BBC TV – The Fallen – 15th November 2008

BBC 2 9pm 15th November 2008

The Fallen is BBC Two’s most ambitious single documentary ever… contains music by Oren Ambarchi, Biosphere, Fennesz, Ryoji Ikeda, Jacob Kirkegaard, BJNilsen, Rosy Parlane and others

This autumn BBC Two remembers every single serviceman and woman who has died while serving with the British Armed Forces in the current conflicts in both Iraq and Afghanistan, in an epic three-hour documentary.

The Fallen, from acclaimed filmmaker Morgan Matthews, spans the last seven years of conflict and will chronicle all those who have died, focusing in detail on the stories of a significant number of these.

With intimate testimonies from families and loved ones, combined with compelling archive, the film acknowledges these individuals’ sacrifices and the effects of grief on those who loved them.

Says Roly Keating, Controller BBC Two: “The Fallen remembers all of those who have made the ultimate sacrifice for their country in the current Iraq and Afghanistan conflicts and we hope will go some way towards creating a televisual memorial.

“It’s a hugely moving and dignified account of what it means to lose someone you love to conflict and wholly worthy of the three hours of primetime television we will be dedicating to it.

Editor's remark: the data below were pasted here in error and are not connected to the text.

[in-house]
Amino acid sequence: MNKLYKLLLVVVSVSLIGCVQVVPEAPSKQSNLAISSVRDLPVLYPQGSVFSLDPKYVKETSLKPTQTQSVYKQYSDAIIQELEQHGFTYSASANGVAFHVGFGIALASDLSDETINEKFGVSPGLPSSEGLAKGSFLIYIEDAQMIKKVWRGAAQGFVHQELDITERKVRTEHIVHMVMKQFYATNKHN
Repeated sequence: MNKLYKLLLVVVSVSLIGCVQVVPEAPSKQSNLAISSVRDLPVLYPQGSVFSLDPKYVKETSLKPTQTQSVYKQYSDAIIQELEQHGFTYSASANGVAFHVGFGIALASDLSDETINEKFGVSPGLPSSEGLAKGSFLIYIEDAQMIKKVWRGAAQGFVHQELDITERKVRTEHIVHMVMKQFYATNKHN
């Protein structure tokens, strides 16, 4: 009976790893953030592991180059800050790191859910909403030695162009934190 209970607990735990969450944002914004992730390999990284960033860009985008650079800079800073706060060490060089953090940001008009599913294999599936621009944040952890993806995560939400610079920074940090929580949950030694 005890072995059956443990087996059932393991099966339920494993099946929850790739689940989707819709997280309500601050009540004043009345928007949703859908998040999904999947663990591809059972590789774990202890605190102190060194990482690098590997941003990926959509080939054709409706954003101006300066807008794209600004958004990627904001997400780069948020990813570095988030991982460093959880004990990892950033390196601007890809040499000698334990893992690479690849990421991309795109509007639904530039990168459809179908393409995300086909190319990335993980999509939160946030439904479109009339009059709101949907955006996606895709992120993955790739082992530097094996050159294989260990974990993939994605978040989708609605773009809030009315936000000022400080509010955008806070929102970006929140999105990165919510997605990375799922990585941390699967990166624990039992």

“The Fallen reflects the scale and ambition of factual programmes on the channel this season: from a landmark series exploring the hidden world of the planet’s oceans to the painstaking piecing together of what really happened behind closed doors in WWII; from Simon Schama’s historical journey on the American election trail to Bruce Parry’s treacherous and fascinating journey down the Amazon; from Griff Rhys Jones’s startlingly honest look at anger to John Prescott’s personal exploration of Britain’s class system.
The Radio Times (Pick of the Day) writes:

“Harrowing doesn’t begin to describe Morgan Matthews’s extraordinary film. It sets itself a huge task: to commemorate every British serviceman who has died in the Afghanistan and Irag conflicts. It achieves this mostly by talking to surviving family members… The film is mostly about remembering, and the way grief can shred lives and families…”